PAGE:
A Free Clinic for Moms & Its Champion

Lydia Boyd holding a photo of her baby

Twenty-six years ago, Lydia Boyd had her son prematurely. He was born at just 28 weeks. In the first few days of motherhood, she experienced the usual stresses around becoming a new mom. Those stresses were compounded by her son’s early birth, but there was something else she hadn’t anticipated: An almost complete lack of support or information about breastfeeding from hospital staff.

“My doctors never talked to me about breastfeeding, not one time,” Lydia says. A nurse came by to drop off a breast pump, leaving before plugging the machine in—and leaving Lydia with many unanswered questions. She struggled to piece together any information she could about breastfeeding, eventually finding a book in the hospital gift store about a mother’s journey with breastfeeding her premature baby. It became Lydia’s sole guide as she embarked on her journey as a new mother.

At the time of her son’s birth, Lydia worked in corporate IT, making a good living. But the experience of having embarked on the journey of breastfeeding alone, without support or resources, left her wondering why there weren’t more resources for women around something so important. She began gaining qualifications that allowed her to work as a lactation educator, eventually gaining certification at the highest level, as an International Board-Certified Lactation Consultant—the gold standard of lactation education.

Today, Lydia Boyd is the lactation educator in MLK Community Healthcare’s dedicated outpatient lactation clinic. The clinic provides free breastfeeding support to mothers, regardless of their insurance status—and regardless of their patient status. It’s for all mothers, no matter where they delivered. And it’s the only one of its kind in South LA.

By the time you’re coming to see me...you might be feeling like a failure. But when you have someone on your side, who understands your struggle, it makes it so much better.

Lydia Boyd

The benefits of breastfeeding are well-documented. Research has shown that breastfed babies have stronger immune systems and are at lower risk for illnesses such as asthma and type 1 diabetes—conditions particularly prevalent in our community. Mothers who breastfeed are also at reduced risk of breast and ovarian cancer, type 2 diabetes and high blood pressure.

Yet in communities like South LA, there can be many barriers to breastfeeding. Hiring private doulas and lactation consultants can be expensive and out of reach for families. And many moms are forced to return to work shortly after childbirth, making breastfeeding difficult.  

MLKCH opened its free lactation clinic in 2022. The effort, spearheaded by pediatric specialist Dr. Grace Deukmedjian, came out of a recognition that Black and Hispanic mothers have some of the lowest reported rates of exclusive breastfeeding in LA County. MLKCH’s pioneering model means that mothers now have a dedicated resource and source of support to turn to.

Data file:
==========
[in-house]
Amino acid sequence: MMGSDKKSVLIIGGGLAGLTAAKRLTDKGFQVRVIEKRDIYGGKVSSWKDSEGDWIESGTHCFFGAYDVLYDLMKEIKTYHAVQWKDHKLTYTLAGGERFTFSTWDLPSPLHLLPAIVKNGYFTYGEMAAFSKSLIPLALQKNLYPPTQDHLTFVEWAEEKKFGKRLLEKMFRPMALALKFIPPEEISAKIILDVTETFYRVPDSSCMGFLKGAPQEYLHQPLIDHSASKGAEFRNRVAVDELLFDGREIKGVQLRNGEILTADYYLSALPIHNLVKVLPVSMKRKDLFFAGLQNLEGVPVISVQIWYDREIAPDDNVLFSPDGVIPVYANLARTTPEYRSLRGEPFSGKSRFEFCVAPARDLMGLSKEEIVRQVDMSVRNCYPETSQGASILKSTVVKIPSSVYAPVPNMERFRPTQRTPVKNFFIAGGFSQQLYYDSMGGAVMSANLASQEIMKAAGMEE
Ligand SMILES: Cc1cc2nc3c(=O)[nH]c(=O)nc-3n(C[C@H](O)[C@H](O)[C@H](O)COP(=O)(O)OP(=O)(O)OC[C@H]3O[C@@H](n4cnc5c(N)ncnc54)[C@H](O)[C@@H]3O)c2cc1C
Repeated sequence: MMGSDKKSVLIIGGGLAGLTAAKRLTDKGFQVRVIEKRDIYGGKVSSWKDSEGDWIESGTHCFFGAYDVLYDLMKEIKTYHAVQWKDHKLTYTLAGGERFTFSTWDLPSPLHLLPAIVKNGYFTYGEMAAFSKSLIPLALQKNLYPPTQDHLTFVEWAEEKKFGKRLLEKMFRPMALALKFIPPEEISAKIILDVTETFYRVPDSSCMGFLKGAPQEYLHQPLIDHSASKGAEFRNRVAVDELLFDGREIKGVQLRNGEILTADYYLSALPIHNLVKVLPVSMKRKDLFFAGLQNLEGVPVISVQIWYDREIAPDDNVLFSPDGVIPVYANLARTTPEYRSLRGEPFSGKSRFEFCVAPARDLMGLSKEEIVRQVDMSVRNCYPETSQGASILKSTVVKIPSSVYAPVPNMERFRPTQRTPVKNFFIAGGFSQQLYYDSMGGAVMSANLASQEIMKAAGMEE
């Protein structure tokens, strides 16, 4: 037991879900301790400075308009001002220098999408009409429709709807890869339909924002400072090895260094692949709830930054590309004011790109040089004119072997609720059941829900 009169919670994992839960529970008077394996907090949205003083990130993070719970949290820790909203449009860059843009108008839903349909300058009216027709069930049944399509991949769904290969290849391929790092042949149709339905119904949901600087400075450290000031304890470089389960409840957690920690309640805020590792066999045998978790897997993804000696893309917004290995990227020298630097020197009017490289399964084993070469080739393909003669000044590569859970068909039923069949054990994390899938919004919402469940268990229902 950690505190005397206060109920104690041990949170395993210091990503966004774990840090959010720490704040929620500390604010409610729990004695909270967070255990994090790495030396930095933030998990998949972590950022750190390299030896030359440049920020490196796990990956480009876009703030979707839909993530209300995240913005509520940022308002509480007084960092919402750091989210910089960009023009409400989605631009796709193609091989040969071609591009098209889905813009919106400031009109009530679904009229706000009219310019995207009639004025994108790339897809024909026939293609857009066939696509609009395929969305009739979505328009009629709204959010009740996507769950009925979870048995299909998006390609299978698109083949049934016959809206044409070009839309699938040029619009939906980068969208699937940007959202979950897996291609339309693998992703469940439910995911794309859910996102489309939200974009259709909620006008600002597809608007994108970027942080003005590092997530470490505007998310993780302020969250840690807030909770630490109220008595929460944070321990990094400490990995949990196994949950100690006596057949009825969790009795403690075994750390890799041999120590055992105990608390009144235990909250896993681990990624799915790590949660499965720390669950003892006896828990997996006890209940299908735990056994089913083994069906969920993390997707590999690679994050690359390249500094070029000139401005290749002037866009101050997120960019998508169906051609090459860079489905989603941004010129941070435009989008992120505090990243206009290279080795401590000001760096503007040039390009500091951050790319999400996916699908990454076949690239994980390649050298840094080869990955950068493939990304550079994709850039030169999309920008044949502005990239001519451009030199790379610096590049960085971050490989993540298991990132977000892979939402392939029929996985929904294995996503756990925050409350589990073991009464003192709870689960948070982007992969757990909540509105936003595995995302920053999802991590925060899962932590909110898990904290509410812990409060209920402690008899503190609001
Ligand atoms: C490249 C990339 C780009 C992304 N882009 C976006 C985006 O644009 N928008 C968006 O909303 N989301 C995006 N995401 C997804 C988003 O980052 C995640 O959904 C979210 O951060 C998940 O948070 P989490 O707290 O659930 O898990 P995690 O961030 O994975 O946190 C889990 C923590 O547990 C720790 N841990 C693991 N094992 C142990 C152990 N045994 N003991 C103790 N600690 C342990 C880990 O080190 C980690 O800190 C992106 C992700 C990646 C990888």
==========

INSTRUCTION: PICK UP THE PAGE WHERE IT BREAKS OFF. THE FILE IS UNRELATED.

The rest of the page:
Lydia Boyd holding a prop baby in her lap in front of her desk

Lydia provides new mothers with one-on-one consultations, creating an opportunity to discuss challenges, answer questions, and connect mothers to support groups or other resources. Follow-up visits—sometimes including Dr. Samantha Wong, the clinic’s pediatrician, for infant wellness—continue to support mothers throughout their breastfeeding journeys. And in cases where exclusive breastfeeding is not the best option, Lydia works with families to come up with plans that prioritize breastfeeding while allowing for other solutions.

Some of the support she provides is physiological—providing anatomy exams to determine the source of latching problems, for example—but other times, the connection is more emotional.

“By the time you’re coming to see me,” she says, “you might be feeling like a failure. But when you have someone on your side, who understands your struggle, it makes it so much better.”

Her work aligns with some of MLKCH’s ambitious goals around maternity care. MLK Community Hospital recently received the “Baby-Friendly” designation, whose standards are established by the World Health Organization, and is recognized for its low C-section rates by the California Maternal Quality Care Collaborative. In the near future, MLKCH plans to provide pre-natal services led by nurse midwives, including monthly, free prenatal education classes. Lactation education will be a part of those services, helping to address breastfeeding concerns and questions before the baby arrives, so that mothers can feel prepared. A generous $150,000 gift from Cedars-Sinai is launching these efforts.

For Lydia, the journey that began 26 years ago with the birth of her son remains her passion and her life’s purpose. David has grown up now and is one of her biggest fans. “He’ll meet people and say, ‘Oh you’re breastfeeding? If you need help with that, you can go see my mom.’

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